On Thursday (Aug. 10), the National Highway Traffic Safety Administration (NHTSA) announced it had opened a special crash investigation into the death of a 57-year old Tesla owner in Virginia, who fatally crashed into a semi truck on July 19 when attempting to merge onto the highway.
Tesla was not immediately available for comment on the investigation.
The EV manufacturer’s website says that “current Autopilot features require active driver supervision and do not make the vehicle autonomous.” However, during a 2016 interview, Musk claimed that when engaged in autopilot mode Teslas could “drive autonomously with greater safety than a person, right now.”
830,000: Number of Tesla’s equipped with Autopilot mode since 2014, according to an NHTSA estimate.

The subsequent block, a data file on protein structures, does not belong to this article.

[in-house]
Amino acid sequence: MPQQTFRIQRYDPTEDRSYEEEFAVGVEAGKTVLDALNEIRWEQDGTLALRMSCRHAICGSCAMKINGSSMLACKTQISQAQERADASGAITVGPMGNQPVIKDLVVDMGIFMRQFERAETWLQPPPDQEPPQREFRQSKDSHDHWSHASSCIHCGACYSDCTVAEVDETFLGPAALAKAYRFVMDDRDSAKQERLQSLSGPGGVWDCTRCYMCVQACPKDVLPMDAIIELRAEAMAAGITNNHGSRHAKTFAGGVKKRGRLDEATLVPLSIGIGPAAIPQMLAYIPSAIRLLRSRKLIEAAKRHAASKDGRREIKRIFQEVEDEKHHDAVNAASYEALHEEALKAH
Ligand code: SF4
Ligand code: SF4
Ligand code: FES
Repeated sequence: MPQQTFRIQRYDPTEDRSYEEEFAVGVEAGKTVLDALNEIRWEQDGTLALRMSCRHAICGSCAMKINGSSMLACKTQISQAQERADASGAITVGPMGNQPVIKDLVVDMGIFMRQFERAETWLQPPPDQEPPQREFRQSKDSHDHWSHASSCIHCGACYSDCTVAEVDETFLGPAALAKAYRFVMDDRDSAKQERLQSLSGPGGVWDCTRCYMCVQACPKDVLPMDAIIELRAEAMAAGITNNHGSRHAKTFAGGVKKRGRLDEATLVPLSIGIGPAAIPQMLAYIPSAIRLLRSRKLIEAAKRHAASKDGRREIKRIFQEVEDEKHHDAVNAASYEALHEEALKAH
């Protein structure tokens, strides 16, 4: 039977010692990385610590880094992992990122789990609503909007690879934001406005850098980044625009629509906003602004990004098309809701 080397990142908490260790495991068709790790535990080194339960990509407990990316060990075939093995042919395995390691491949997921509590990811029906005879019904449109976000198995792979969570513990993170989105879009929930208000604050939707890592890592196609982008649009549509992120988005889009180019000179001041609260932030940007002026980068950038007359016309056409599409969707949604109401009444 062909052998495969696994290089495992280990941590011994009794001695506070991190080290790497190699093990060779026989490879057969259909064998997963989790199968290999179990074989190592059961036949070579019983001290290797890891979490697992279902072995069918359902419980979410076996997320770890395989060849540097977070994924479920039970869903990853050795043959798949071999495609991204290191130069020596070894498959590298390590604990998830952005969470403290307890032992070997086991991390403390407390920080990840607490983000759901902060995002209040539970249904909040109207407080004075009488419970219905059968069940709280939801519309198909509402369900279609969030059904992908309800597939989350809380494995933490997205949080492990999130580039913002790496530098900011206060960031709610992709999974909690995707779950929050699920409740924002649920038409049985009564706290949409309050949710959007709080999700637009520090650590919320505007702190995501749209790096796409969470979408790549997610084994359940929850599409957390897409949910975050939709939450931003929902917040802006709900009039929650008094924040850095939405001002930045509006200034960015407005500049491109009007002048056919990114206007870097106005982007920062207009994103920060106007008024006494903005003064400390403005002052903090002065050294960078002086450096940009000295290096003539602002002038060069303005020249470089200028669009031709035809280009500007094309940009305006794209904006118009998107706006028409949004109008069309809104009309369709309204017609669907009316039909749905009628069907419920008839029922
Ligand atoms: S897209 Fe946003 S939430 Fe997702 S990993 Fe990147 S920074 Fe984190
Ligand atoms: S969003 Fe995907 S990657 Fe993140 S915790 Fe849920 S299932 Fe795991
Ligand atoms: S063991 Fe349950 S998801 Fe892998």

$15,000: Additional cost of the self-driving feature for Tesla owners.
736: Number of crashes involving Autopilot Mode since 2019, including 17 deaths, per a recent Washington Post investigation.
The most recent probe comes just weeks after US regulators announced they were investigating a deadly car crash in California—by a Tesla also suspected of being in autopilot mode—that resulted in two deaths, including that of a three-month-old baby.
In fact, the NHTSA has opened at least 36 investigations into Tesla’s self-driving systems since 2016. The regulatory agency is also involved in a separate ongoing probe of 830,000 vehicles utilizing Tesla model’s autopilot mode.
Additionally, the NHTSA announced Tesla would recall 362,000 cars last February, over concerns that the autopilot could cause deadly crashes.